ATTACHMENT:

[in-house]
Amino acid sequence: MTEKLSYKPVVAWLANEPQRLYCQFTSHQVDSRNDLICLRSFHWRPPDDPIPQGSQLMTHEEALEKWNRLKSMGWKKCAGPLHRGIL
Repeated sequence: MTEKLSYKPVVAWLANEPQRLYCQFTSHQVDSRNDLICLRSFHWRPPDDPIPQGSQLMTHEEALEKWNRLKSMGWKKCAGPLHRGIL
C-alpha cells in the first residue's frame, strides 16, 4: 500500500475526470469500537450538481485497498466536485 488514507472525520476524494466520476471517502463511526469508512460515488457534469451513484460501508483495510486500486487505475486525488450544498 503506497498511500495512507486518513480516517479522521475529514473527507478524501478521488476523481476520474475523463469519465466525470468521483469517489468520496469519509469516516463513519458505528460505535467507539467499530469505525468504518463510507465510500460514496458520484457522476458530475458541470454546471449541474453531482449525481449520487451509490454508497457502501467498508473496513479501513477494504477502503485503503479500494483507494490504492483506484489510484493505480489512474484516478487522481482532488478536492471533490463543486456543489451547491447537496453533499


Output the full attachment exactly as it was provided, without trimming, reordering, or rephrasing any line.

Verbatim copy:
[in-house]
Amino acid sequence: MTEKLSYKPVVAWLANEPQRLYCQFTSHQVDSRNDLICLRSFHWRPPDDPIPQGSQLMTHEEALEKWNRLKSMGWKKCAGPLHRGIL
Repeated sequence: MTEKLSYKPVVAWLANEPQRLYCQFTSHQVDSRNDLICLRSFHWRPPDDPIPQGSQLMTHEEALEKWNRLKSMGWKKCAGPLHRGIL
C-alpha cells in the first residue's frame, strides 16, 4: 500500500475526470469500537450538481485497498466536485 488514507472525520476524494466520476471517502463511526469508512460515488457534469451513484460501508483495510486500486487505475486525488450544498 503506497498511500495512507486518513480516517479522521475529514473527507478524501478521488476523481476520474475523463469519465466525470468521483469517489468520496469519509469516516463513519458505528460505535467507539467499530469505525468504518463510507465510500460514496458520484457522476458530475458541470454546471449541474453531482449525481449520487451509490454508497457502501467498508473496513479501513477494504477502503485503503479500494483507494490504492483506484489510484493505480489512474484516478487522481482532488478536492471533490463543486456543489451547491447537496453533499